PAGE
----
We practice placing ourselves in an artificial stressful environment (think, the Mysore room, or climbing indoors) to prepare us for the real deal, like skin hungry rocks.
After all . .
'Practice and all is coming' -Guruji
We take comfort in that phrase. Practice and ALL is coming . . . I seldom hear, practice and stress is coming. Practice and fear is coming.
But they come.
And IF we talk about them, we only talk about them looking back in hindsight. We paint a pretty picture of how we overcame (BLANK) or we didn’t let (BLANK) control us. But, practice and ACTH is coming! (Remember, the hormone released during stress triggering the fights or flight) Practice and anxiety is coming.
My options include fighting. Standing my ground for what I hold valuable. Or running away and praying that I'm faster than what is out to get me.
In Mysore practice we go to that place of fear, every day. Our anxious minds race between thoughts; will I break, will I have the energy, did I eat too much last night, did I have a BM before class, can I do this and get to work on time, etc.
Outside of the practice, outside, away from the safety net, the anxiety my colored, gay, friend feels right now, that is real. It's the real skin hungry rock, and it hurts. The country he fled too now views him as a threat. To me, he is simply, my friend. And I have compassion for my friend and I wish to comfort him. And my friend who feels nothing except for fear, I want to hold her because it’s not all right.
Fear is there. Where is the comfort? Where is the breathing?
When we are afraid norepinephrine is released in the body and we begin the fight or flight response. Our bodies go into hyper stress mode.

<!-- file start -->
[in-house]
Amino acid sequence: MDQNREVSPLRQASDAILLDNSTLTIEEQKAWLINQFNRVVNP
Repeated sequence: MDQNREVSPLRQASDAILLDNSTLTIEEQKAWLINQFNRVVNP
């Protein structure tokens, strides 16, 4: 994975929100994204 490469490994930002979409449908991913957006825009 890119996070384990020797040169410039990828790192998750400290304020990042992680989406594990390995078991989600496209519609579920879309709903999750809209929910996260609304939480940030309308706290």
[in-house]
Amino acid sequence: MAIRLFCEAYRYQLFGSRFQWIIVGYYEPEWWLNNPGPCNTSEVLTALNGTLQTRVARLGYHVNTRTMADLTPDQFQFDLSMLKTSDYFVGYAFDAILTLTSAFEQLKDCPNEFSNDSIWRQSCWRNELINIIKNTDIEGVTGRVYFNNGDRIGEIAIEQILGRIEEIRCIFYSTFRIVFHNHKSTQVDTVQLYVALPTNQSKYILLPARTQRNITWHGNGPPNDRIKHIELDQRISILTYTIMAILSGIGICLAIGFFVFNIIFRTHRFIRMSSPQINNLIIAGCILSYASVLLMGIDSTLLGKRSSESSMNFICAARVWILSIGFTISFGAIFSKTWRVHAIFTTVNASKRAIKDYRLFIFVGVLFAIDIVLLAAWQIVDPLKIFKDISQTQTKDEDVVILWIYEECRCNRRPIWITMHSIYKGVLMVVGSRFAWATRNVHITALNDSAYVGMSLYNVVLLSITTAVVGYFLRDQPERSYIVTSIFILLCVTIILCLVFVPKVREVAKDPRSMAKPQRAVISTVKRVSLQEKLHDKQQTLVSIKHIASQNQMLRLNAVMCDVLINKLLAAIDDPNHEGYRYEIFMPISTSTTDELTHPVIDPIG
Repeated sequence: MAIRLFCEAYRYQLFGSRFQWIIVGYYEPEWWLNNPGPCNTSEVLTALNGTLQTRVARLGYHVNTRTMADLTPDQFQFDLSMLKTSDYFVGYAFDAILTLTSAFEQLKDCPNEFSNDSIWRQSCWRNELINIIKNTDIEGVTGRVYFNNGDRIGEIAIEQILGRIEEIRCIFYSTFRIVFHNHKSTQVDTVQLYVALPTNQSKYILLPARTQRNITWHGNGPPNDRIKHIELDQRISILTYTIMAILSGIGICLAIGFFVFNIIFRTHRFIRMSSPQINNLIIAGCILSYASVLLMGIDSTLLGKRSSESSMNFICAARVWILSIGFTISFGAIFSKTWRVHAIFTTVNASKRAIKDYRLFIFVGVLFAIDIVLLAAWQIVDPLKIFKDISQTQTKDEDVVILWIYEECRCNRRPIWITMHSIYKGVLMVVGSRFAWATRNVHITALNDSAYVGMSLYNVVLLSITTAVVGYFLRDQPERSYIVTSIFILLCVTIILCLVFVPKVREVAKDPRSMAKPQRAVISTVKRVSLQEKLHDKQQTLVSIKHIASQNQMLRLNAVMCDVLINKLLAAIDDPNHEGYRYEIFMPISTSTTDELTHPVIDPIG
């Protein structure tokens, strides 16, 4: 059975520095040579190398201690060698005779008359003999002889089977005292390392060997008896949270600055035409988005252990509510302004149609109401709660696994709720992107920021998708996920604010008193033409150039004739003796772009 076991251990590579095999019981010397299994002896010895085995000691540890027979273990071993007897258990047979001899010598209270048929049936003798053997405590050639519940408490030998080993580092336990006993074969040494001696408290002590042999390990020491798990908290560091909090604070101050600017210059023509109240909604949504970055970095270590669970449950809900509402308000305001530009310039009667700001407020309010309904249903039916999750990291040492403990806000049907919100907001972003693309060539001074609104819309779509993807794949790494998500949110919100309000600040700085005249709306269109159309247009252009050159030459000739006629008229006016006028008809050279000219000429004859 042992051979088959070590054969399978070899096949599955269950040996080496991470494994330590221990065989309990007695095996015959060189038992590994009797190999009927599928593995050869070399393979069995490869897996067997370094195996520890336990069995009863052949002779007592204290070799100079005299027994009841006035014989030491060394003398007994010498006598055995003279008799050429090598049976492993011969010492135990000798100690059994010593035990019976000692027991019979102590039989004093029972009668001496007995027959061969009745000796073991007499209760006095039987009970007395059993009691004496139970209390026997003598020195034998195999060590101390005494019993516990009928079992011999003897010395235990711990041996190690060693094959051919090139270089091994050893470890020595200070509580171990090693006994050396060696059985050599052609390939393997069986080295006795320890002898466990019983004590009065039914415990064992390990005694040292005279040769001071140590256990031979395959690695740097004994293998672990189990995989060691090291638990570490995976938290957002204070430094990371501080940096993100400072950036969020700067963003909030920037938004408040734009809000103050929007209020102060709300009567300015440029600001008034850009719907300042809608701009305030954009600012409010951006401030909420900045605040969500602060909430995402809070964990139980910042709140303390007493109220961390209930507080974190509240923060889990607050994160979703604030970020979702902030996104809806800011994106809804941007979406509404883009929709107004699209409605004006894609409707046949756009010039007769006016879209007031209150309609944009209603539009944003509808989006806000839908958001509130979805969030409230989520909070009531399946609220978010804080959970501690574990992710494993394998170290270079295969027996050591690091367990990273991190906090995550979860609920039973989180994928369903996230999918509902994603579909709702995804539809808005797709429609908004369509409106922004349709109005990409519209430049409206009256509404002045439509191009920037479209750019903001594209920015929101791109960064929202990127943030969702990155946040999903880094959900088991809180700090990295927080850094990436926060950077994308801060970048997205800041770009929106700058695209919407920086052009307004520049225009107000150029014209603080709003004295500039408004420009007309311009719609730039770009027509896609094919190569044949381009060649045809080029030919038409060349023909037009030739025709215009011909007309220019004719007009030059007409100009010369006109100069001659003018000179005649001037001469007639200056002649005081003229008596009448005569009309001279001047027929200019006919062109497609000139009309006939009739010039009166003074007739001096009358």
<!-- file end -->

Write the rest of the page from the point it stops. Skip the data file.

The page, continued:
We have a limited amount of time to make use of this response before it burns out and we have either made it, or made a meal for someone bigger than us.
The body cannot sustain functioning in a stressful environment. For one, digestion stops (SEE PREVIOUS ARTICLE) and if we don’t get the required nutrients, the body burns itself up.
If we don’t control this stress reaction it may develop into PTSD, numbing via any number of methods, emotional detachment, or lead to habits such as laziness and procrastination.
But when we are anxious or fearing, reading an article like this doesn't help when the ship is sinking.
Ashtanga Nurse RX:
REMOVE THE STIMULI* (Turn off the FaceBook/TV)
Only after the fear stimuli is removed and anxiety is moderated can we process and make appropriate decisions. Acting in fear is helpful to move away from the stimuli but once the stimuli is removed and we continue to act from a place of anxiety, we move into dangerous areas.
May I suggest reading Comfortable with Uncertainty by Pema Chodron.
Then, choose to fight. Because you are a warrior. Because this practice isn't for the lazy one.
Keep up your practice. Maintain your health. Eat well. Hold your loved ones.
*Taken straight from the pages of Wilderness and rescue Medicine pp. 27–28
allow the patient to lie down, provide reassurance, and remove the stimulus for the occurrence of the reaction. In traditional shock cases, this is generally the relieving of pain from injuries or the stopping of blood loss. In an acute stress reaction, this may be pulling a rescuer away from the emergency to calm down, or blocking the sight of an injured friend from a patient.